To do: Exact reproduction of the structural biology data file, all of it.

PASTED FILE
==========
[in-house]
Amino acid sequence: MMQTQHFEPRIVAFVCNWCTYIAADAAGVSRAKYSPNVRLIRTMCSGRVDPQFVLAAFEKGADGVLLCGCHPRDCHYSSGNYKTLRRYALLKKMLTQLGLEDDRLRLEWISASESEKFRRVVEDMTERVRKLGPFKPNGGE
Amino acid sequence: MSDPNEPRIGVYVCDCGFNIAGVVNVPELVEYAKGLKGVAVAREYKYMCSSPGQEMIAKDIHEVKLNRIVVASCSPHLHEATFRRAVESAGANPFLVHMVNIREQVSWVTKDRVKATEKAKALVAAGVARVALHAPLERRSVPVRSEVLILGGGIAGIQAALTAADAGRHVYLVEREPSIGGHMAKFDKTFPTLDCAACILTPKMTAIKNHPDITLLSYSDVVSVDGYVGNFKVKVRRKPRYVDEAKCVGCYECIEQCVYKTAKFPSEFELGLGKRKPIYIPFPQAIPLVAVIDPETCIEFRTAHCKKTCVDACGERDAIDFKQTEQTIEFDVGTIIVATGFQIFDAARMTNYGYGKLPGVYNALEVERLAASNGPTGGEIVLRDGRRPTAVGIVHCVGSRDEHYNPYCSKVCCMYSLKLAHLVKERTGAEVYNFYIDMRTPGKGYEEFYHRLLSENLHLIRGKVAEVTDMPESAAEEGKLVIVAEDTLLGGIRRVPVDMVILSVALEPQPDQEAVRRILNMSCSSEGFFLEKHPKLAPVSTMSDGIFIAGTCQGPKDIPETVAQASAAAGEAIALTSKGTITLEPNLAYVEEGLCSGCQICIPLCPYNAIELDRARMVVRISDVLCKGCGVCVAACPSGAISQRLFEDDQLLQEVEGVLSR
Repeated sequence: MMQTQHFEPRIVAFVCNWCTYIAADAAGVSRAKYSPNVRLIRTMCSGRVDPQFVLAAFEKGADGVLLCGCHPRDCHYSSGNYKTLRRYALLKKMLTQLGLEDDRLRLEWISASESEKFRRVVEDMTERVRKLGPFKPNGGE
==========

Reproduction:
[in-house]
Amino acid sequence: MMQTQHFEPRIVAFVCNWCTYIAADAAGVSRAKYSPNVRLIRTMCSGRVDPQFVLAAFEKGADGVLLCGCHPRDCHYSSGNYKTLRRYALLKKMLTQLGLEDDRLRLEWISASESEKFRRVVEDMTERVRKLGPFKPNGGE
Amino acid sequence: MSDPNEPRIGVYVCDCGFNIAGVVNVPELVEYAKGLKGVAVAREYKYMCSSPGQEMIAKDIHEVKLNRIVVASCSPHLHEATFRRAVESAGANPFLVHMVNIREQVSWVTKDRVKATEKAKALVAAGVARVALHAPLERRSVPVRSEVLILGGGIAGIQAALTAADAGRHVYLVEREPSIGGHMAKFDKTFPTLDCAACILTPKMTAIKNHPDITLLSYSDVVSVDGYVGNFKVKVRRKPRYVDEAKCVGCYECIEQCVYKTAKFPSEFELGLGKRKPIYIPFPQAIPLVAVIDPETCIEFRTAHCKKTCVDACGERDAIDFKQTEQTIEFDVGTIIVATGFQIFDAARMTNYGYGKLPGVYNALEVERLAASNGPTGGEIVLRDGRRPTAVGIVHCVGSRDEHYNPYCSKVCCMYSLKLAHLVKERTGAEVYNFYIDMRTPGKGYEEFYHRLLSENLHLIRGKVAEVTDMPESAAEEGKLVIVAEDTLLGGIRRVPVDMVILSVALEPQPDQEAVRRILNMSCSSEGFFLEKHPKLAPVSTMSDGIFIAGTCQGPKDIPETVAQASAAAGEAIALTSKGTITLEPNLAYVEEGLCSGCQICIPLCPYNAIELDRARMVVRISDVLCKGCGVCVAACPSGAISQRLFEDDQLLQEVEGVLSR
Repeated sequence: MMQTQHFEPRIVAFVCNWCTYIAADAAGVSRAKYSPNVRLIRTMCSGRVDPQFVLAAFEKGADGVLLCGCHPRDCHYSSGNYKTLRRYALLKKMLTQLGLEDDRLRLEWISASESEKFRRVVEDMTERVRKLGPFKPNGGE